An Alabama mayor is raising a big stink about a New York City 'poop train' that got dumped on her teeny town more than two months ago.
Heather Hall, mayor of Parrish, told the Associated Press that the stench coming from the train is "unbearable" and it gets even worse from the heat in the atmosphere at dusk.
"Oh my goodness, it's just a nightmare here," Hall said. "It smells like rotting corpses or carcasses. It smells like death."
What's the story?
The train carrying tons of waste was bound for Big Sky landfill, about 20 miles east of Parrish, but the process got backed up when the nearby town of West Jefferson filed an injunction to keep the mess out its town.
Since 2017, West Jefferson has been the transfer point for the excrement that goes from trains to trucks and finally hauled to the landfill.
In late January, West Jefferson filed a lawsuit to keep the sludge from stinking up its town.
The waste "smells of dead rotting animals as well as human waste," West Jefferson's attorney said in a lawsuit against Big Sky Environmental LLC. The community also became "infested with flies," the complaint said.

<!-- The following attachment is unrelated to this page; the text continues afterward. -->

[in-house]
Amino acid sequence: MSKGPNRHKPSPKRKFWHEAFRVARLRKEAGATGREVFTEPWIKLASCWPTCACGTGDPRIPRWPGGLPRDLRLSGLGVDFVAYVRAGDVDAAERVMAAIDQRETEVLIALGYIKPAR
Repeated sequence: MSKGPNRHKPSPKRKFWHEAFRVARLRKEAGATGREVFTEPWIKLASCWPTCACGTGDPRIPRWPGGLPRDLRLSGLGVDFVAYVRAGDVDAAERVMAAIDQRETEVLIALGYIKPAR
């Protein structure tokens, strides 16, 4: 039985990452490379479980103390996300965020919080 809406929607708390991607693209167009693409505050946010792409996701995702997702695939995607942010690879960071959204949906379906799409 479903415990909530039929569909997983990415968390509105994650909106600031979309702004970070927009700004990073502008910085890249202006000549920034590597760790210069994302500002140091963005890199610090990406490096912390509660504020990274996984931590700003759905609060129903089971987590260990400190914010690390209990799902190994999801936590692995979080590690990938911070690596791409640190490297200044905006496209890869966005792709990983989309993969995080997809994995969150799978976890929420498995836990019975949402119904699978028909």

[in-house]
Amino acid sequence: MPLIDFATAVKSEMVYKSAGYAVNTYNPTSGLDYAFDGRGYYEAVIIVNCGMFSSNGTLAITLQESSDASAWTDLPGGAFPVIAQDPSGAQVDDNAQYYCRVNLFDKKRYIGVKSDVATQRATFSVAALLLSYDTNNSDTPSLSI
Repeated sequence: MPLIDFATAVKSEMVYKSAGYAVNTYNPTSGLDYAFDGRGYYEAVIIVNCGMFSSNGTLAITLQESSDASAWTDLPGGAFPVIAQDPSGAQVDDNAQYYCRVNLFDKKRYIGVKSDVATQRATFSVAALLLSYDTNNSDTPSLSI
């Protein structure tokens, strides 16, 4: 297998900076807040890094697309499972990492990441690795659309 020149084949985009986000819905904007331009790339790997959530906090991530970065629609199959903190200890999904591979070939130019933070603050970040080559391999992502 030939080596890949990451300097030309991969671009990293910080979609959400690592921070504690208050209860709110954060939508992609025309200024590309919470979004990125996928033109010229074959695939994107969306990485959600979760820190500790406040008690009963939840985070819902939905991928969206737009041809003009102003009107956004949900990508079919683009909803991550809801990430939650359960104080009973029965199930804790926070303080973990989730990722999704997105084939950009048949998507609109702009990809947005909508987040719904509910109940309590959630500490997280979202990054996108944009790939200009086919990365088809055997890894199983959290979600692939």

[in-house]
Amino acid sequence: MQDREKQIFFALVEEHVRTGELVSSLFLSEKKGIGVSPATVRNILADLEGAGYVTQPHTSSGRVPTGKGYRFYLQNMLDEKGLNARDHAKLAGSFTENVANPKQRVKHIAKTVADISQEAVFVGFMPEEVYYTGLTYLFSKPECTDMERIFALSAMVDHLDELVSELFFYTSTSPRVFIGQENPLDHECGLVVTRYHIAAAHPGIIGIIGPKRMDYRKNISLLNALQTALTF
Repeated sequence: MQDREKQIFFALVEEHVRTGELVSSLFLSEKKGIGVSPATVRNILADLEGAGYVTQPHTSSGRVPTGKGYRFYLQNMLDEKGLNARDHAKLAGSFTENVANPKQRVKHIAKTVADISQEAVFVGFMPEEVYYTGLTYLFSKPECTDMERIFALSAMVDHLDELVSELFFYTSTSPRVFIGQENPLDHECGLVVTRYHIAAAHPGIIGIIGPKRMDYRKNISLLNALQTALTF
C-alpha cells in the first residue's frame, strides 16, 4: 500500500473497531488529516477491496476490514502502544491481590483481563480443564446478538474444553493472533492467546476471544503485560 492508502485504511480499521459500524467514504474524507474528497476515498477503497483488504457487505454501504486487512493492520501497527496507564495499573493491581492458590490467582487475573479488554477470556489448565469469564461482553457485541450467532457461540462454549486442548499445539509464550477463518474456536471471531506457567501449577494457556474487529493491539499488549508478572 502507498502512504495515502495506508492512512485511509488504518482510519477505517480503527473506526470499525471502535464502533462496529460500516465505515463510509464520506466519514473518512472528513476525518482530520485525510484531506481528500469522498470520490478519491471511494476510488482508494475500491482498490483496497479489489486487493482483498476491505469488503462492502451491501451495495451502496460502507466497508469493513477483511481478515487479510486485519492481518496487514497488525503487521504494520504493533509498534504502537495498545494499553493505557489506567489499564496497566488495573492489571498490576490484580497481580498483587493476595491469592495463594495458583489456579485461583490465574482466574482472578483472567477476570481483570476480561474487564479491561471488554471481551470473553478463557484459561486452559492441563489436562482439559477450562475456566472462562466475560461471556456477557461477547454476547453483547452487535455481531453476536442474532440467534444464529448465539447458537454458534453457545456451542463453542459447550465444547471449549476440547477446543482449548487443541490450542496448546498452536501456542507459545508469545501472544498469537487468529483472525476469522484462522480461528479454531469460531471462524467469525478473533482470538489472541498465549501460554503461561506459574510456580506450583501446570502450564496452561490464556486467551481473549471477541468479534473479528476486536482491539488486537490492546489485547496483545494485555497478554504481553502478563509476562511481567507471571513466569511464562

Since the injunction, the "poop train" hasn't moved from its spot near the little league baseball fields in Parrish.
"We're probably going to look at creating some simple zoning laws for the town of Parrish so we can be sure something like this does not happen again," Hall said.
The mayor said she's hopeful the waste will get moving soon.
"We're moving into the summer, and the summer in the South is not forgiving when it comes to stuff like this," she added.
Why is New York sending its waste to Alabama?
In the 1980s, the federal government stopped banned waste from being dumped in the Atlantic Ocean, which meant the state had to find somewhere else to unload the "biosolids" recovered from the sewage treatment process, said Eric Timbers, a New York City spokesman.
Alabama and other Southern states have been accepting waste from other states for decades.
Alabama has been "kind of an open-door, rubber-stamp permitting place" for landfill operators, said Nelson Brooke of Black Warrior Riverkeeper environmental group.
"It's easy for them to zip into a rural or poor community and set up shop and start making a ton of cash," he said.